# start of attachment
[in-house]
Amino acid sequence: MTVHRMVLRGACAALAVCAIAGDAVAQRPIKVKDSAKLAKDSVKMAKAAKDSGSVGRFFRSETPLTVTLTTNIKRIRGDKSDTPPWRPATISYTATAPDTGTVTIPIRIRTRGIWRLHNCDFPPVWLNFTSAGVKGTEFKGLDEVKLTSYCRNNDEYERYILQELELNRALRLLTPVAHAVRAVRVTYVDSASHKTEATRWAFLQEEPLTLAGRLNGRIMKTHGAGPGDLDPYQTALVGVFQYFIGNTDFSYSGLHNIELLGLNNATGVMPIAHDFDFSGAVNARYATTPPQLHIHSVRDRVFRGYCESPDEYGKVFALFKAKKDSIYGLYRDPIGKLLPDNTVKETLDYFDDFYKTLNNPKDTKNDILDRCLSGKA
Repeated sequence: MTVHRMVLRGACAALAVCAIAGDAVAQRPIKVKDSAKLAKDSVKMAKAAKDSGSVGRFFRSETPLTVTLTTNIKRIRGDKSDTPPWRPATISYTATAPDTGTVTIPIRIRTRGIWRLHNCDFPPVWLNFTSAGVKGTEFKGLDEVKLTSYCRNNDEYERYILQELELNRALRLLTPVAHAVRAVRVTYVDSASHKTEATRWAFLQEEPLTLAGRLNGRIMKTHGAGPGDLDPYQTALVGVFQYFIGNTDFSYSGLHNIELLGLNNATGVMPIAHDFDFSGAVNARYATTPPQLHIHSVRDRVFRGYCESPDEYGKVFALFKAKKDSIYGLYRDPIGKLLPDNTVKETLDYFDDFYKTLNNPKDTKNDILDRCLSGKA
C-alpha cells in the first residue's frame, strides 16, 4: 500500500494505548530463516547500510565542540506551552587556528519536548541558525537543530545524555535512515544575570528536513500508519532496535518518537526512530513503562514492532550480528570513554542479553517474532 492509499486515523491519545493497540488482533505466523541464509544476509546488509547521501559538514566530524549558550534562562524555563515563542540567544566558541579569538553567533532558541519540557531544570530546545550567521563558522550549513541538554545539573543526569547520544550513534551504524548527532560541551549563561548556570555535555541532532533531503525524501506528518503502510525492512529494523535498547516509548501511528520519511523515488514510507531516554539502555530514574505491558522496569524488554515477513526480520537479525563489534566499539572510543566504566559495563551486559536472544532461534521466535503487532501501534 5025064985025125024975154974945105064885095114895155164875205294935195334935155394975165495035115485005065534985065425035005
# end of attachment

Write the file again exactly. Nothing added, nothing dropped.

[in-house]
Amino acid sequence: MTVHRMVLRGACAALAVCAIAGDAVAQRPIKVKDSAKLAKDSVKMAKAAKDSGSVGRFFRSETPLTVTLTTNIKRIRGDKSDTPPWRPATISYTATAPDTGTVTIPIRIRTRGIWRLHNCDFPPVWLNFTSAGVKGTEFKGLDEVKLTSYCRNNDEYERYILQELELNRALRLLTPVAHAVRAVRVTYVDSASHKTEATRWAFLQEEPLTLAGRLNGRIMKTHGAGPGDLDPYQTALVGVFQYFIGNTDFSYSGLHNIELLGLNNATGVMPIAHDFDFSGAVNARYATTPPQLHIHSVRDRVFRGYCESPDEYGKVFALFKAKKDSIYGLYRDPIGKLLPDNTVKETLDYFDDFYKTLNNPKDTKNDILDRCLSGKA
Repeated sequence: MTVHRMVLRGACAALAVCAIAGDAVAQRPIKVKDSAKLAKDSVKMAKAAKDSGSVGRFFRSETPLTVTLTTNIKRIRGDKSDTPPWRPATISYTATAPDTGTVTIPIRIRTRGIWRLHNCDFPPVWLNFTSAGVKGTEFKGLDEVKLTSYCRNNDEYERYILQELELNRALRLLTPVAHAVRAVRVTYVDSASHKTEATRWAFLQEEPLTLAGRLNGRIMKTHGAGPGDLDPYQTALVGVFQYFIGNTDFSYSGLHNIELLGLNNATGVMPIAHDFDFSGAVNARYATTPPQLHIHSVRDRVFRGYCESPDEYGKVFALFKAKKDSIYGLYRDPIGKLLPDNTVKETLDYFDDFYKTLNNPKDTKNDILDRCLSGKA
C-alpha cells in the first residue's frame, strides 16, 4: 500500500494505548530463516547500510565542540506551552587556528519536548541558525537543530545524555535512515544575570528536513500508519532496535518518537526512530513503562514492532550480528570513554542479553517474532 492509499486515523491519545493497540488482533505466523541464509544476509546488509547521501559538514566530524549558550534562562524555563515563542540567544566558541579569538553567533532558541519540557531544570530546545550567521563558522550549513541538554545539573543526569547520544550513534551504524548527532560541551549563561548556570555535555541532532533531503525524501506528518503502510525492512529494523535498547516509548501511528520519511523515488514510507531516554539502555530514574505491558522496569524488554515477513526480520537479525563489534566499539572510543566504566559495563551486559536472544532461534521466535503487532501501534 5025064985025125024975154974945105064885095114895155164875205294935195334935155394975165495035115485005065534985065425035005